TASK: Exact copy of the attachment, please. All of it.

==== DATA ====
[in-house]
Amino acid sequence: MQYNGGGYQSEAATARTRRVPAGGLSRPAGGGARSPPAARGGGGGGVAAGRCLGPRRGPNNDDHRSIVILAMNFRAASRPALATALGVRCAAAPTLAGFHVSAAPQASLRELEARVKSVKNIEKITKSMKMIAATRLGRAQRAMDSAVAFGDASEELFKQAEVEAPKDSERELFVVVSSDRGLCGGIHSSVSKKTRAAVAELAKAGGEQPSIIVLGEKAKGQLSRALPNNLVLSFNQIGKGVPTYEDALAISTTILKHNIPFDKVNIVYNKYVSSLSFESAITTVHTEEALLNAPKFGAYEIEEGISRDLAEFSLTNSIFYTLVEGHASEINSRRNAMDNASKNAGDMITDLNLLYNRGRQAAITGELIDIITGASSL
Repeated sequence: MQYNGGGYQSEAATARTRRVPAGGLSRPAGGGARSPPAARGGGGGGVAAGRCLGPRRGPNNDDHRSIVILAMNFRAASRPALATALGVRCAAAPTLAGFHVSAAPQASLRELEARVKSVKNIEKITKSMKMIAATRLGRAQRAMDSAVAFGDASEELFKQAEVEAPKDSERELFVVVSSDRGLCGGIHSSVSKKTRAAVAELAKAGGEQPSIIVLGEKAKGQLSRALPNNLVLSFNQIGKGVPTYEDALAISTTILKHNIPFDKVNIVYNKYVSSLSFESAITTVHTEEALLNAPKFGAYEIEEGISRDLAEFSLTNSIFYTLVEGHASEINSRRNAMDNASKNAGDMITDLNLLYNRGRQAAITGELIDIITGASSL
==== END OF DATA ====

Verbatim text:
[in-house]
Amino acid sequence: MQYNGGGYQSEAATARTRRVPAGGLSRPAGGGARSPPAARGGGGGGVAAGRCLGPRRGPNNDDHRSIVILAMNFRAASRPALATALGVRCAAAPTLAGFHVSAAPQASLRELEARVKSVKNIEKITKSMKMIAATRLGRAQRAMDSAVAFGDASEELFKQAEVEAPKDSERELFVVVSSDRGLCGGIHSSVSKKTRAAVAELAKAGGEQPSIIVLGEKAKGQLSRALPNNLVLSFNQIGKGVPTYEDALAISTTILKHNIPFDKVNIVYNKYVSSLSFESAITTVHTEEALLNAPKFGAYEIEEGISRDLAEFSLTNSIFYTLVEGHASEINSRRNAMDNASKNAGDMITDLNLLYNRGRQAAITGELIDIITGASSL
Repeated sequence: MQYNGGGYQSEAATARTRRVPAGGLSRPAGGGARSPPAARGGGGGGVAAGRCLGPRRGPNNDDHRSIVILAMNFRAASRPALATALGVRCAAAPTLAGFHVSAAPQASLRELEARVKSVKNIEKITKSMKMIAATRLGRAQRAMDSAVAFGDASEELFKQAEVEAPKDSERELFVVVSSDRGLCGGIHSSVSKKTRAAVAELAKAGGEQPSIIVLGEKAKGQLSRALPNNLVLSFNQIGKGVPTYEDALAISTTILKHNIPFDKVNIVYNKYVSSLSFESAITTVHTEEALLNAPKFGAYEIEEGISRDLAEFSLTNSIFYTLVEGHASEINSRRNAMDNASKNAGDMITDLNLLYNRGRQAAITGELIDIITGASSL